By KIMBERLEY HAAS
Three female leaders at Amrock are encouraging other women to ignore the noise and believe in themselves as they climb the corporate ladder.
Amrock, headquartered in Detroit, Michigan, is a leading national provider of title insurance, property valuations, and settlement services. They are a part of Rocket Companies.
Nicole Beattie, Chief Executive Officer of Amrock, has been with Rocket for nearly 18 years and began her career in mortgage banking at Rocket Mortgage – which was Quicken Loans – before transitioning to origination operations leadership.
Since then, Beattie has held numerous roles, leading teams in underwriting, closing, and servicing.
But that doesn’t mean she hasn’t doubted herself on the way up the ladder.
Beattie reported during a recent interview with The Mortgage Note that she has struggled to speak up at times, giving in to an inner voice that caused her to doubt herself.
“I would tell my younger self to challenge that voice a lot more,” Beattie said.
Beattie said she has learned to get over her perfectionist tendencies. She was afraid to make mistakes and encourages others to learn from the things that don’t go well as much as from the things that do.
“It’s okay to make mistakes as long as you learn from them,” Beattie said.
Beattie’s leadership was instrumental in helping Rocket Mortgage clients navigate the challenges of the COVID-19 pandemic.
As the pandemic began to affect homeowners, Beattie’s mortgage servicing team released a proprietary technology system to assist them. Rocket Mortgage clients were able to log into an online portal containing educational resources and an automated solution to apply for a forbearance plan.
The net result was a forbearance rate significantly lower than the industry average, according to a press release.
Trina Scott, Executive Vice President of Appraisal Services at Amrock, said in order to get ahead, women need to ignore the noise and understand the value they bring to the table.
Scott has over 15 years of experience in the auditing space, and many of her previous roles focused on creating a collaborative, inclusive, and socially responsible culture within the real estate industry, most notably as the Chief Diversity Officer for Rocket Companies.
Scott said she hopes to revolutionize the appraisal space, pointing out that a majority of appraisers are white men.
A report from Freddie Mac found that appraisals for home purchases in majority-Black and majority-Latino neighborhoods were about twice as likely to result in a value below the amount a buyer is willing to pay for the property compared to appraisals in predominantly white neighborhoods.
Fannie Mae also examined refinance transactions to find that white-owned homes are more likely than Black-owned homes to be appraised at values that exceed algorithmic predictions.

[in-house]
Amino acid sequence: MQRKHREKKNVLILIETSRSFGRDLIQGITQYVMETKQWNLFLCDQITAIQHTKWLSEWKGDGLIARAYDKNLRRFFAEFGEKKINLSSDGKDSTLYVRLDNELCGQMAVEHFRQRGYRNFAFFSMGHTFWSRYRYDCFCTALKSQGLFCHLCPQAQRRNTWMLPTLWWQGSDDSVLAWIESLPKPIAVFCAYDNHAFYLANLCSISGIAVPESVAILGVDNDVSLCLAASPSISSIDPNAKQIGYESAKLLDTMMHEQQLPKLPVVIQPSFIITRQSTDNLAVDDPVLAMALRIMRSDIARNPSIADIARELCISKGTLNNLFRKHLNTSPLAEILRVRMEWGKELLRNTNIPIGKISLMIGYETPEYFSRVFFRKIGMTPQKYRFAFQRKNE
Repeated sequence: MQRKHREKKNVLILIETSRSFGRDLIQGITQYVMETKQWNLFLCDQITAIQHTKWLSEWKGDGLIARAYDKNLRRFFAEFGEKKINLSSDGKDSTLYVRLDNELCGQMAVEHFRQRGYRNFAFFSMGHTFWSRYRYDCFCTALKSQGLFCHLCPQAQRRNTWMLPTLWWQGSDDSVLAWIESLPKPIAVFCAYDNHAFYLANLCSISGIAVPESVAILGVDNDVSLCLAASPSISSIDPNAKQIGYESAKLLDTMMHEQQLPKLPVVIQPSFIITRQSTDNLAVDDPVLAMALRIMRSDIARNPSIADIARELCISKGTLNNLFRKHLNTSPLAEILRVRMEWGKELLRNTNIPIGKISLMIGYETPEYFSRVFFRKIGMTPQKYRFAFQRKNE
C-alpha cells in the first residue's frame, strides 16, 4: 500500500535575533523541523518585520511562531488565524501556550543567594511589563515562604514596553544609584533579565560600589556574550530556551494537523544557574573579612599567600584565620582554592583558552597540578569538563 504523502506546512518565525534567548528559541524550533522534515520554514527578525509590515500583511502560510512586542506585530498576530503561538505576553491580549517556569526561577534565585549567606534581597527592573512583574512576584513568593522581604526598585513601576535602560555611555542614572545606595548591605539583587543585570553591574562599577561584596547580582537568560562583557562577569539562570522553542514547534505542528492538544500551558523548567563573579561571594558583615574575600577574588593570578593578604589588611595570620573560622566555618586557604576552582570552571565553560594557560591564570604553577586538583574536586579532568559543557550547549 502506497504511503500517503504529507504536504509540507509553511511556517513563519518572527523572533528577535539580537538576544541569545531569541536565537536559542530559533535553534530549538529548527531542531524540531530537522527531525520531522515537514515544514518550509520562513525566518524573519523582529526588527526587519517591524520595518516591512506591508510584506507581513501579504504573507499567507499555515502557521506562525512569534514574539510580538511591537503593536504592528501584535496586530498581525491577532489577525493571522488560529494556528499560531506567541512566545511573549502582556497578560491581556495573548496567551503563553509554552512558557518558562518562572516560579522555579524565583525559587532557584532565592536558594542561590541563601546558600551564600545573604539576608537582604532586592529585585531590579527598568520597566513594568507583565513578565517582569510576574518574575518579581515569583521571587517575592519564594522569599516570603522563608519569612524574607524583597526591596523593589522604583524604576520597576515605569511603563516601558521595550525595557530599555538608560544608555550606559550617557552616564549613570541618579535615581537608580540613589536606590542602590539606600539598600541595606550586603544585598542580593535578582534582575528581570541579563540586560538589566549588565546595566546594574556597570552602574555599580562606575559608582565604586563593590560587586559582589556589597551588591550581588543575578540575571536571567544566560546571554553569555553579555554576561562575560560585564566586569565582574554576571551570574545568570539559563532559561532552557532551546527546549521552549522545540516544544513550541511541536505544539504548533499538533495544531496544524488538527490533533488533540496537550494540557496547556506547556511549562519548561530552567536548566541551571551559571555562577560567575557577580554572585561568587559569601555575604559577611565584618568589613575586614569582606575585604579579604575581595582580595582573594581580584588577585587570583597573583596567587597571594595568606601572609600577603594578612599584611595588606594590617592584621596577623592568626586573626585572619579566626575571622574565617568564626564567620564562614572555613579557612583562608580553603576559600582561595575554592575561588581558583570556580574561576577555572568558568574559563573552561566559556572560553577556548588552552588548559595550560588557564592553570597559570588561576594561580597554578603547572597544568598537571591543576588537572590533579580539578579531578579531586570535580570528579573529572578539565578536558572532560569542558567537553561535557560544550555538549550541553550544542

Scott could not reveal all of Rocket’s plans but said they believe having more inclusion will help their clients.
“We’re trying to take the complexity out of the appraisal process,” Scott said during a recent interview with The Mortgage Note.
According to a press release issued by The White House on March 23 about the administration’s plan to address racial and ethnic bias in home valuations, action will be taken throughout the country.
Plans are to cultivate an appraiser profession that is well-trained and looks like the community it serves.
“According to the Department of Labor’s Bureau of Labor Statistics, the appraiser/assessor profession is roughly 97 percent white, making it one of the least diverse professions in the country. The Action Plan lays out a series of actions to remove unnecessary educational and experience requirements that make it difficult for underrepresented groups to access the profession and to strengthen anti-bias, fair housing, and fair lending training of existing appraisers,” the press release states.
Kylie Quetell, Amrock’s Executive Vice President of Title and Settlement Services, advises people to stay curious and true to themselves. She embraces her nurturing nature.
Quetell joined Rocket in 2013 and soon found her passion in fostering exceptional people, products and processes – with “people” coming first for a reason.
As Amrock’s former Director of Training and later Vice President of Training, Talent, Client Relations and Quality Assurance, Quetell increased efficiency and elevated the client and team member experience through innovative training and development programs.
Despite being a head coach of the Detroit Rugby Football Club and a high school basketball coach, Quetell said it took her a while to find herself with the confidence to assert herself in the professional world.
“Growing into my professional self, I did not believe I had a seat at the table,” Quetell said in a recent interview with The Mortgage Note.
Quetell now lends her voice to public speaking engagements within the Rock Family of Companies and hosts leadership and cultural events. She was recognized by Crain’s Detroit Business on their Notable LGBTQ in Business list, according to her LinkedIn page.
“I’m thrilled to be here,” Quetell said of working for Amrock.
According to a Women in the Workforce report published by McKinsey & Company, at the beginning of 2021 women in North America remained underrepresented in the financial-services workforce.
McKinsey, a global management consulting firm founded in Chicago in 1926, collaborated with LeanIn.Org to reveal inequalities at the top levels of management.
“The highest levels of corporate leadership are still dominated by men, though women have made notable gains in the past three years. During that time, the share of women grew by 40 percent at the senior-vice-president level and 50 percent at the C-suite level—though this increase is off a low starting point,” the report states.
If you know an exceptional female leader in the industry, email Editor Kimberley Haas at: email@example.com.
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